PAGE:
Anti-Americanism comes in different varieties. Speak to Europeans who dislike the United States, and they point to what they see as the evils of conservative America: a shoot-first, ask-questions-later cowboy in the White House, Bible-toting fundamentalists walking around the corridors of power. Speak to Muslims who are hostile to America, however, and the typical complaint is very different. Many Muslims point to what they view as the horrors of liberal America: homosexual marriage, family breakdown, and a popular culture that is trivial, materialistic, vulgar, and in many cases morally repulsive. So while many secular Europeans abhor "red America," many religious Muslims dislike and fear "blue America."
Both the Europeans and the Muslims, of course, are only seeing one side of America. They are reacting not so much to "America" as to projections of American policy and American culture across the globe. We in the U.S. know that there is a difference between American popular culture and the way that Americans actually live. But foreigners cannot be expected to know this. The America that they see in the movies and on television is often the only America they know.
We have heard a great deal from critics of globalization about how the United States is corrupting the world with its multinational corporations and its trade practices. But world opinion surveys by the Pew Research Center and other groups show that non-Western peoples are generally pleased with American products. In fact, the people of Asia, Africa, and the Middle East want more American companies, more American technology, and more free trade. Their objection is not to McDonalds or Microsoft but to America's cultural values as transmitted through movies, television and music.
Huge majorities of more than 80 percent of people in Indonesia, Uganda, Kenya, Senegal, Egypt, and Turkey say they want to protect their values from foreign assault. The Pew study concludes that there is a "widespread sense" that American values, often presented as the values of modernity itself, "represent a major threat to people's traditional way of life." These sentiments are felt very keenly in the Muslim world. As an Iranian from Neishapour told journalist Afshin Molavi, "People say we want freedom. You know what these foreign-inspired people want? They want the freedom to gamble and drink and bring vice to our Muslim land. This is the kind of freedom they want."
Muslim critics of American culture are quick to concede its fascination and attraction, especially to the young. Some time ago I saw an interview with a Muslim sheikh on television. The interviewer told the sheikh, "I find it curious and hypocritical that you are so anti-American, considering that two of your sons are living and studying in America." The sheikh replied, "But this is not hypocritical at all. I concede that American culture is appealing. If you put a young man into a hotel room and give him dozens of pornography tapes, he is likely to find those appealing as well. What America appeals to is everything that is low and disgusting in human nature."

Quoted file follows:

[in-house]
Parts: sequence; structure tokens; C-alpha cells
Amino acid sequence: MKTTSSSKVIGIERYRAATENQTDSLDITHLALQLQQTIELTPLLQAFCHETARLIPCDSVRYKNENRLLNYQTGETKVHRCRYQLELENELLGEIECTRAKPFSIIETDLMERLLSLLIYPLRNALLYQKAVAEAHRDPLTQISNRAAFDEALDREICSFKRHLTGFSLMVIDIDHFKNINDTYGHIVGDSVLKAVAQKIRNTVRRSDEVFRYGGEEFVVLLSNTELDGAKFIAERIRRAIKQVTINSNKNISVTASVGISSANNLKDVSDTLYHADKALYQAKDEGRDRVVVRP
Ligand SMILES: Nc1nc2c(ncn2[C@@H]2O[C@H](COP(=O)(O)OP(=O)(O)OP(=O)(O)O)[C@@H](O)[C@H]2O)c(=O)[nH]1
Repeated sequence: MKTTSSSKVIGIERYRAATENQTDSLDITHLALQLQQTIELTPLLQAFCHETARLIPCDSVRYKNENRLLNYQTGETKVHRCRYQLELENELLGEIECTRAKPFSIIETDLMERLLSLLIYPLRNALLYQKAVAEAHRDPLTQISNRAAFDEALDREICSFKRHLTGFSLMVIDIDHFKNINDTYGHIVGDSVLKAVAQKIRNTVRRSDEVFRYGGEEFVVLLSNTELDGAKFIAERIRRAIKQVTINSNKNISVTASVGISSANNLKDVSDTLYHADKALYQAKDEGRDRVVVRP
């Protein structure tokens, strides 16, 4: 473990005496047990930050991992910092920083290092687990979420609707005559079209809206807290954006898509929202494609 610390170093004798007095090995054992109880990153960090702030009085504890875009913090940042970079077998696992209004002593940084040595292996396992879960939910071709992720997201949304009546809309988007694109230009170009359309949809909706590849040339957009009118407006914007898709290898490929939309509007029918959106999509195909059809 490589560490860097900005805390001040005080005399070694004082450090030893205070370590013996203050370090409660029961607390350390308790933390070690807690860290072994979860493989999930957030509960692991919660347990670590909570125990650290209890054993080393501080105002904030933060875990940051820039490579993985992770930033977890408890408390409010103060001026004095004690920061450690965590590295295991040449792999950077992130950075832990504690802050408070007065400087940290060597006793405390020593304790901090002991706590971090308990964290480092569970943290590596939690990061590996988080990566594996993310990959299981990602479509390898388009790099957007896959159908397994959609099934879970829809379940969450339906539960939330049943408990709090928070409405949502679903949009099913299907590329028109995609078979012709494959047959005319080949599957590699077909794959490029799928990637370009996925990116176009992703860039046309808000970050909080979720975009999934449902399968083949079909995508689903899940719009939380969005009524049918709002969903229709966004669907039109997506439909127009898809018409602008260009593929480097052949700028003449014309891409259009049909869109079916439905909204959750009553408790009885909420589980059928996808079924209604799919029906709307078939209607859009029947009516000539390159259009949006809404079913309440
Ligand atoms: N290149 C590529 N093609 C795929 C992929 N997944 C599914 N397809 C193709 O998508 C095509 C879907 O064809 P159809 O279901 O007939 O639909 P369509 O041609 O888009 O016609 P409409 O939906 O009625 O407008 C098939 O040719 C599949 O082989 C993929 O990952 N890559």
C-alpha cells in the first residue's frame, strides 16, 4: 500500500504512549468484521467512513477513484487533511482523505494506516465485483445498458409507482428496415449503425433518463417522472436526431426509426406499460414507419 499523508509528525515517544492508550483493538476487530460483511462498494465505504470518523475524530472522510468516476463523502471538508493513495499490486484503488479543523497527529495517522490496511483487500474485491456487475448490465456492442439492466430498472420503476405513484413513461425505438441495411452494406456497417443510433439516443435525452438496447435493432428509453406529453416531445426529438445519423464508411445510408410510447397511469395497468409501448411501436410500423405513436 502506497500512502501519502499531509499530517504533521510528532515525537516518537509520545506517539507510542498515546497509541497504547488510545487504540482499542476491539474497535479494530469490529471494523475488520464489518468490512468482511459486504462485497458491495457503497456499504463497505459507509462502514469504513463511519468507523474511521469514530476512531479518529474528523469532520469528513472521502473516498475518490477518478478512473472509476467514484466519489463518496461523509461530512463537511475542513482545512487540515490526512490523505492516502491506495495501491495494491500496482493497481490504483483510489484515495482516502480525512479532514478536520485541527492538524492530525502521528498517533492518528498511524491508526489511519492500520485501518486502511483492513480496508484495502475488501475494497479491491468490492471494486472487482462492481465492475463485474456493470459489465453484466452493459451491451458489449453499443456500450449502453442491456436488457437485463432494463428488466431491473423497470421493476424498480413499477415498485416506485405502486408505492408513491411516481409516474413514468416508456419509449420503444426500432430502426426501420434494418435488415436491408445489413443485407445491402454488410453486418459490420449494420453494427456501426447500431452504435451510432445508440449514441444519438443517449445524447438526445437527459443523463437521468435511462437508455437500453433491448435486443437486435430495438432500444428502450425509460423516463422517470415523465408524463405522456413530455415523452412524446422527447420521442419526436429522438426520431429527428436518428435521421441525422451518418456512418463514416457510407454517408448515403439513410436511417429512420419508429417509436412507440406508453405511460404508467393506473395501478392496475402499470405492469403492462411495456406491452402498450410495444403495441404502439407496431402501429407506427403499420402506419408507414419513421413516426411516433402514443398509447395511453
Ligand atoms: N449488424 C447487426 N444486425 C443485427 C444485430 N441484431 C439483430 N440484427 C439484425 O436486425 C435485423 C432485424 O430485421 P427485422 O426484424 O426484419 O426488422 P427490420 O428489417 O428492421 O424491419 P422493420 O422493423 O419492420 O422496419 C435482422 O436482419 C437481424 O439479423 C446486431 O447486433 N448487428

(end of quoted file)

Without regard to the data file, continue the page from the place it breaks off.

As these observations suggest, the main source of Muslim rage is not American foreign policy but American popular culture as it is projected around the world.
One reason the Muslims focus their anger on America is that it is American culture—not Swedish culture or French culture—that is finding its way into every nook and cranny of Islamic society.
There is a cultural blowback against America that is coming from all the traditional cultures of Africa, South America, the Middle East, and Asia. This resistance is summed up in a slogan often used by Singapore's former prime minister Lee Kuan Yew: "Modernization without Westernization." What this means is that traditional cultures want prosperity and technology, but they don't want the values of American culture. The Islamic radicals are the most extreme and politically-mobilized segment of this global resistance, and they are recruiting innumerable ordinary Muslims to their proclaimed jihad against the values represented by America.
Even the term "Great Satan," so commonly used to denounce America in the Muslim world, is better understood when we recall that in the traditional understanding, shared by Judaism, Christianity, and Islam, Satan is not a conqueror; he is a tempter. In one of its best-known verses, the Koran describes Satan as "the insidious one who whispers into the hearts of men."
So what should America do about this? I'm not suggesting that we change our way of life to appease the mullahs. But I do think we should show Muslims, and traditional people around the world, the other America that they often don't see on TV and in the movies. The Bush administration must do more to highlight the presence, and values, of conservative and religious America. Moreover, we must do what we can to export this America to the rest of the world. This would undercut Bin Laden's accusation that the United States is an anti-religious, immoral society. While we can't change the minds of the Islamic radicals, we can diminish their appeal to traditional Muslims.